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Washington project protects lifeline

John HartFred Gerkensmeyer, water plant operator for the town of Washington's water district, crosses the walkway of the new pipeline structure alongside the Yuba River and above the town on Monday afternoon.
ALL | GrassValleyArchive

For a town once voted to have the second-best tasting water in California, Washington residents probably take the liquid of life more seriously than others. They know what it’s like to go without.

Today, a years-long crusade to replace Washington’s 40-year-old cedar flume with a durable one to carry water from Canyon Creek to the town’s 150 residents comes to an end, with the completion of a new 1,300-foot, multi-section pipe.

It will bring water unimpeded in a gleaming network of ductile iron pipe, snaking through several hundred feet of pine and oak trees on the banks of the South Yuba River. The 8-inch-wide cylinder wouldn’t seem like such a big deal to most.



But in the town of Washington, residents are hailing this new pipe dream as the burg’s link to survival.

“It feels wonderful,” said Washington County Water District board member Lyla J. Tracy. “We all knew for a few years that when we turned the tap on, it might be the last time.”




The pipeline replaces one held up by a wooden flume along acres of Tahoe National Forest land. The wooden flume was once so old it had to be tied by steel cables to aging tree stumps, water plant operator Fred Gerkensmeyer said. The new structure will probably last forever, he said.

A $300,000 federal grant and $100,000 loan paid for the new pipe.

The Washington Water District will repay the loan with interest over the next 40 years.

“This is our lifeline, absolutely, I’m not joking,” Tracy said. Tracy’s father helped form the water district; his daughter remembers days when workers used pickaxes to bust up the icy water formed in an open flume during cold winter mornings.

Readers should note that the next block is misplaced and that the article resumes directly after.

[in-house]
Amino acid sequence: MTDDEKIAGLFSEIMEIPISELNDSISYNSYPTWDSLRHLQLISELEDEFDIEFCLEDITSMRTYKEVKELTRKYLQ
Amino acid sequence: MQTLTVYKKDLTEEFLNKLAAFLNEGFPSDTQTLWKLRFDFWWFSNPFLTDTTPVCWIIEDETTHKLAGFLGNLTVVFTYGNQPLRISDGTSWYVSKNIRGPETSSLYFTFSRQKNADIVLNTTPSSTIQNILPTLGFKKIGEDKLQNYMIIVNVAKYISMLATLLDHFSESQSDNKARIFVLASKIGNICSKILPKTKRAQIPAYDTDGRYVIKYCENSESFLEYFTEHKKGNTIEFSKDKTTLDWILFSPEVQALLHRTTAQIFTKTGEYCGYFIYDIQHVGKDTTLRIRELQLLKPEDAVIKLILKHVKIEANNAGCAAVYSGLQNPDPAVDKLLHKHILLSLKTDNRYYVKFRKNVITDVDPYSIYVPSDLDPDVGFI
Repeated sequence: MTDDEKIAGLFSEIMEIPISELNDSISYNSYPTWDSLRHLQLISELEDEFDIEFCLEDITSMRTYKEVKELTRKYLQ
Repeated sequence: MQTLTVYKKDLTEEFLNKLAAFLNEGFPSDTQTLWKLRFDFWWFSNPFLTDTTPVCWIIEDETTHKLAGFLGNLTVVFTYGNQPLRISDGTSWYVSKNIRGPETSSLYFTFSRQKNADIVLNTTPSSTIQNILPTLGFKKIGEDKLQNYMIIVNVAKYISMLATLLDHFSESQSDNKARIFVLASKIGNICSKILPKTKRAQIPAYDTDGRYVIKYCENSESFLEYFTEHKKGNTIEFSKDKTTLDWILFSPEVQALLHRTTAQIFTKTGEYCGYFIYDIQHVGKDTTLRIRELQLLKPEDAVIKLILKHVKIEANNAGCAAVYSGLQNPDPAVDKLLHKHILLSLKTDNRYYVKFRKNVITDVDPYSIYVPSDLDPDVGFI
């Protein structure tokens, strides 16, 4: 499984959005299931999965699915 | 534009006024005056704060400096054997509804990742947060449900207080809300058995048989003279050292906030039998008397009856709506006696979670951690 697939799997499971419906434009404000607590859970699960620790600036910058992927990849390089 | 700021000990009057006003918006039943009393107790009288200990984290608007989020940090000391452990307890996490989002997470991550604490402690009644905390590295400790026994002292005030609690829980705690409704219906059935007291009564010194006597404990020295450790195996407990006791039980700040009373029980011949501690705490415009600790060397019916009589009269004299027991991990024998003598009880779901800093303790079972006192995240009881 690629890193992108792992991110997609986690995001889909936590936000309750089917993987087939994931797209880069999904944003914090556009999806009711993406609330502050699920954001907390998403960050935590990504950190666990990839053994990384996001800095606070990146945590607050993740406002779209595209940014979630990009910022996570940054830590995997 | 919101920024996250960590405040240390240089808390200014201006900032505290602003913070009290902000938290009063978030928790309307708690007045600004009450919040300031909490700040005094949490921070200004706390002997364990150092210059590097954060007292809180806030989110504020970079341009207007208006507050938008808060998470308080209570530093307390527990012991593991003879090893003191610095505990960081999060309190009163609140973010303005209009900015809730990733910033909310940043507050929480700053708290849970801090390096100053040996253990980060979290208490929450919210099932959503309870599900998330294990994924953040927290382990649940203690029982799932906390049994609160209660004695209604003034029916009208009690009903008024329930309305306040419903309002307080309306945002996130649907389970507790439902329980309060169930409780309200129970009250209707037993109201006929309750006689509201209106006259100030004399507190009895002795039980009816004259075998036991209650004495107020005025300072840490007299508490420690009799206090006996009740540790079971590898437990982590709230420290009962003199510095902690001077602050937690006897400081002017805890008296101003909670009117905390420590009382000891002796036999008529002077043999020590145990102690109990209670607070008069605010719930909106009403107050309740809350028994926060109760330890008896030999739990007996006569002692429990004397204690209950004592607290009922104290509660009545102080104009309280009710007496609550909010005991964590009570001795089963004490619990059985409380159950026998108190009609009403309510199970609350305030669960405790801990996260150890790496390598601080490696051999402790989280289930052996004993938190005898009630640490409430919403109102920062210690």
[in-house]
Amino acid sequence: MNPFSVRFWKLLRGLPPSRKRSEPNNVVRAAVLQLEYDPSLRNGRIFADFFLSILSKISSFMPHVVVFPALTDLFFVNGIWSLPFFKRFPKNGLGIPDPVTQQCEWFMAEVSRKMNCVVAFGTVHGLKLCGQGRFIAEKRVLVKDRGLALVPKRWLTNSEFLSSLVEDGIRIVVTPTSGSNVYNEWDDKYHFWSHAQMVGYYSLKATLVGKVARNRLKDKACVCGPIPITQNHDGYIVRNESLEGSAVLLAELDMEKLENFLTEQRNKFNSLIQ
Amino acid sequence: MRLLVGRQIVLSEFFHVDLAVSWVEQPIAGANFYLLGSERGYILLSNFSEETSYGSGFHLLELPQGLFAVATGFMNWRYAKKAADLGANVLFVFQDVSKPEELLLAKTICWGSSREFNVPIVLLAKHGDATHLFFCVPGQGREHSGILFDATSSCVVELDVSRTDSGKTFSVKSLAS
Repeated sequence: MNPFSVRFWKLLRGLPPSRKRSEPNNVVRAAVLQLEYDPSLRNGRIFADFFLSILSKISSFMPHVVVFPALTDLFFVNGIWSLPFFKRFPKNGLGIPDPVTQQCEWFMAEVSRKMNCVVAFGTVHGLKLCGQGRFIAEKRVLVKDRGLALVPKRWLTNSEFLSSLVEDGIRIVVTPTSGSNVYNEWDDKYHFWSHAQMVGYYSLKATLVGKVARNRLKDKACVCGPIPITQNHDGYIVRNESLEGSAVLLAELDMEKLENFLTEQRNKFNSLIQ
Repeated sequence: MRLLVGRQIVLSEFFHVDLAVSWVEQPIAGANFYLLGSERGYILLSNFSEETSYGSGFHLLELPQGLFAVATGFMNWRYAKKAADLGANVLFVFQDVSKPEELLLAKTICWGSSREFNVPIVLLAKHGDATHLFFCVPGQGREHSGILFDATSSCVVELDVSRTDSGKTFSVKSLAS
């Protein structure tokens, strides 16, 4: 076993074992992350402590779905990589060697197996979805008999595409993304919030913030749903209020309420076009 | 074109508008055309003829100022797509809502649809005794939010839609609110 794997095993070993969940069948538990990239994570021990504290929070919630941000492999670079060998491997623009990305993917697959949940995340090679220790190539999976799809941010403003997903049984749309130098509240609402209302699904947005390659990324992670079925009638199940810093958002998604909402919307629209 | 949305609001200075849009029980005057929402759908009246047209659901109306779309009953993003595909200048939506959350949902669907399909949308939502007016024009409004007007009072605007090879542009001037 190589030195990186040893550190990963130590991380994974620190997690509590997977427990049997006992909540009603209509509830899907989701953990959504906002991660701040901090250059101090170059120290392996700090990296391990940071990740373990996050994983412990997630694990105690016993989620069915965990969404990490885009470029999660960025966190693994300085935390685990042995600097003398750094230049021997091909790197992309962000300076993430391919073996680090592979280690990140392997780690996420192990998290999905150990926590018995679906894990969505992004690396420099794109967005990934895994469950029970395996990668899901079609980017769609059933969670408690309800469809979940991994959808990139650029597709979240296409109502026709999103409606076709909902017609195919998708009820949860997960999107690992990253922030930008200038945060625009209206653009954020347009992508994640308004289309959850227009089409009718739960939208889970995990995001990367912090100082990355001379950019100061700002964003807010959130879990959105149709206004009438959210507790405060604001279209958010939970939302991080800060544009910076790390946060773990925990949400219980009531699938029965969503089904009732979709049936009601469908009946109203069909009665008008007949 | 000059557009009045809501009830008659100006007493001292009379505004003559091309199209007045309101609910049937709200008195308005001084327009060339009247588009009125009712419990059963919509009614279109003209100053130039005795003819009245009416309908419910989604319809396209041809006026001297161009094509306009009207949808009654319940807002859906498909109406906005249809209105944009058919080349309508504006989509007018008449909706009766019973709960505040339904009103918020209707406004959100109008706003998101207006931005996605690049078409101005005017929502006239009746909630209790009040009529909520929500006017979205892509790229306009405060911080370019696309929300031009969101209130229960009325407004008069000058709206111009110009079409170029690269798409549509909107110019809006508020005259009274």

Though it’s due to be finished today, Gerkensmeyer said the pipe’s been in use for a few months.

“This is the most modern thing in Nevada County,” said Gerkensmeyer of the project, which began in May. Gerkensmeyer has been in charge of the town’s water supply for more than a decade, and remembers cabling the pipeline to trees to keep it from falling into the river.

The new pipeline includes a steel catwalk, allowing hikers and visitors to view the river below.

It’s just water, after all, but Washington residents are glad it will flow freely, at least for the next 100 years, according to Gerkensmeyer.

“When the water goes out, that’s it,” said Toby Dixon Mason, sitting with friends across from the Washington Hotel. “… In (Grass Valley) if the water goes out, you guys are up in no time. Not us.”

“It needed to be updated,” resident Daniel Eaton. “I only wonder how they’re going to pay for it.”

Asked if he thought the stately pipeline would finally propel Washington into the 21st century, Gerkensmeyer shrugged.

“Gosh, I sure hope not.”


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